Most companies had multiple strategies prepared depending on the anticipated scenarios between the UK and EU. Initial delays in ports on day one of Brexit were caused by the new UK strain of COVID-19 not Brexit red tape.

The main change now is that all deliveries from EU into UK now require commercial invoices but this delays the process by no more than a few hours / a day. 

Companies already exporting outside EU will be familiar with this process, companies that are not used to export may have had some teething issues.”

With the growing mountain of returns to be processed, this could be a ticking timebomb waiting to go off.

Perhaps the way forward is to either:

1) Shift product sourcing and manufacturing to Britain. In theory, this would be the best workaround for the rules of origin.

Some obstacles to consider:

  • Raw materials may not be available on the mainland and there are no other sourcing options.

  • A local manufacturer for production is needed.

  • This comes at a higher cost than sourcing and producing overseas, not to mention local labour costs - it could bury you.

2) Rethink your supply chain and set up on the continent. With over 40,000 merchants trading between the UK and EU, a distribution centre (DC) in Europe would make sense. The drawback is that setting up a DC or third-party logistics provider (3PL) costs money and takes time.

Many businesses are being advised by government trade consultants to set up separate companies inside the EU, to help get around extra charges and allow goods to move freely within the EU.

3) Seek out technology solutions which include automation of commercial invoices and other tasks related to payments, customs declarations, forecasting and agile supply chains. We discuss a case in our “RSG Insights” section below, highlighting a tech solution alongside the setup of a DC.

As a retailer, there is a cost to be had - it’s a matter of where to incur that cost.

Unfortunately, Brexit is costing you. And your customer.

Voters said they wanted their country back and got just that - careful what you wish for.  


RSG Insights - Crossing the Canada/US Border

Border challenges are not exclusive to the UK. Brexit aside, many of these hurdles come down to technology.

We went through something similar back in 2011. I worked with a global luxury fashion brand that had recently set up an office and DC in Canada.

Prior to opening up this Canadian office and engaging a 3PL, it was almost impossible for us to ship to Canada. Our corporate headquarters and DCs were based in the US and all customer orders were managed out of Greensboro, NC.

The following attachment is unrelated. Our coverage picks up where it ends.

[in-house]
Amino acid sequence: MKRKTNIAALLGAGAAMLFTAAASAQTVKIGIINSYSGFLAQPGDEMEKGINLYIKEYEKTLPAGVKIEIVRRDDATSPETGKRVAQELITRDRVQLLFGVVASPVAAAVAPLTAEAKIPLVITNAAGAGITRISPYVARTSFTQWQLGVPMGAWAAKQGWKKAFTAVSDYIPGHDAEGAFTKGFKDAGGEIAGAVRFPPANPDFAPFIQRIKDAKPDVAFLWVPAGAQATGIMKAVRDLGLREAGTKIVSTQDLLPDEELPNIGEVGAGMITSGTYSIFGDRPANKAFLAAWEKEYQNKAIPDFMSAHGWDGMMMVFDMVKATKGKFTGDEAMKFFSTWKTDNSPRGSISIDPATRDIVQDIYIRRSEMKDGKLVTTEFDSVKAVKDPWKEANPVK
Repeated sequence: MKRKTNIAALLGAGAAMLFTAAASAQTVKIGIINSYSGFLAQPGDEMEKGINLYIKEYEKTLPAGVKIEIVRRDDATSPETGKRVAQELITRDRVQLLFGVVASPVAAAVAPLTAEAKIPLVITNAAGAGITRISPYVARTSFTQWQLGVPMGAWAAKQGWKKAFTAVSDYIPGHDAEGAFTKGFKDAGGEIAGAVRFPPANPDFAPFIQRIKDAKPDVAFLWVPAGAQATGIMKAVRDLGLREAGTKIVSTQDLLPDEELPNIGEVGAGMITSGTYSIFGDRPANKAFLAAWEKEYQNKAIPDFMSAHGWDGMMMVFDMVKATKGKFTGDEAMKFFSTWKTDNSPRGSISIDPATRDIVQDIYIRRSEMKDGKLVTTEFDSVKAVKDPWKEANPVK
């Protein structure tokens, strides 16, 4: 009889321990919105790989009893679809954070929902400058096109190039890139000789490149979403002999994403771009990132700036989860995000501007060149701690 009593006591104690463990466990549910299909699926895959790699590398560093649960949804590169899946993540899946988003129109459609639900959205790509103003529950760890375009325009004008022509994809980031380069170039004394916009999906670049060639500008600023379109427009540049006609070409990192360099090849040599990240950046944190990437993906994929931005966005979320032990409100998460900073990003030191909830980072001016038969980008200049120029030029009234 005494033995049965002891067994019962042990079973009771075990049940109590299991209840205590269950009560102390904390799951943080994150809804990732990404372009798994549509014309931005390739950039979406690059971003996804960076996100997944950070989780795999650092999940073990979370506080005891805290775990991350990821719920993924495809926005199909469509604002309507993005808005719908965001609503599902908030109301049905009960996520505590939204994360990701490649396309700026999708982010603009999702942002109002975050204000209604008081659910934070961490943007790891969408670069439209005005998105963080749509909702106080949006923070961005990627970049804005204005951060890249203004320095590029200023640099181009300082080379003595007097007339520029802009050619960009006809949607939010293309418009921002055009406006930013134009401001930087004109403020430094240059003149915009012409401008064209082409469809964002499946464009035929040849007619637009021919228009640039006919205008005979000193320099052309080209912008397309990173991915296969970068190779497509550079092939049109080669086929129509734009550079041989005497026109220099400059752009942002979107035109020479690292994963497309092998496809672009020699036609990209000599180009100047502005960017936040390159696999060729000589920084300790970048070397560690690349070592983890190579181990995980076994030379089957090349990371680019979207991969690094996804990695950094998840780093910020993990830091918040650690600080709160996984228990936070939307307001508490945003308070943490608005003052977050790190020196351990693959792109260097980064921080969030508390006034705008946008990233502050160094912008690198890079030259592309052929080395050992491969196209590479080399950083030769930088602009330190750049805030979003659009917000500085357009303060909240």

Challenges we faced: 

  1. We could not ship product direct from factory as multiple vendors would make different product categories. For example, jackets were made in one factory in China while dresses were made in Italy - consolidation prior to shipping was not feasible.

  2. Not only could we not ship collections together, it was difficult to manage the timing of all required styles to arrive on the shop floor at the same time. The brand is merchandised by collection in a “shop in shop concept” so it was imperative that goods arrived within the ship window.

  3. Technology was the biggest pain point. Unless millions of dollars was invested into updating legacy systems (we had over 11), orders could not be picked/packed let alone shipped from Greensboro to Canada because the technology would not allow it. 

The only option was to open a physical office in Canada and engage with a 3PL to manage inbound and outbound orders including pick/pack, billing and returns. 

The benefits of making this move were clear:

  • Avoid tariffs, duties and taxes + border red tape.

  • Save money for our customers while increasing our brand in Canada.

  • Have the ability to pick/pack customer orders and ship collections together.

It took less than a year to set up but it didn’t come easy.

We spoke with Marty Masterson, the Managing Director at the time of launch, and he noted that we had a much bigger problem on our hands.

The same one that got us into this.

Technology.

Finding a 3PL, setting up a corporate office, hiring talent… as easy as a walk in Hyde Park but getting 11 legacy US systems to take Canadian currency was like trying to figure out who Lady Whistledown is.

In the end, the technology solution came through, we implemented Great Plains and eventually SAP across the globe. Orders trickled in and we had happy customers.

We were in business and did very well - we were able to double our forecast from $90M to $200M in the first year alone.

Using the above learning, my recommendation for UK businesses stuck in this Brexit mess is to set up shop in the EU to stay open for business - the critical piece is to use technology as the foundation which underpins the new, physical presence in the EU.


Thanks for reading the first volume of The Merchant Life!

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Cheers!

Raj Dhiman and Liza Amlani of Retail Strategy Group


References:

* The Economist

*Statista

*BBC

*BBC

*Retail Economic Times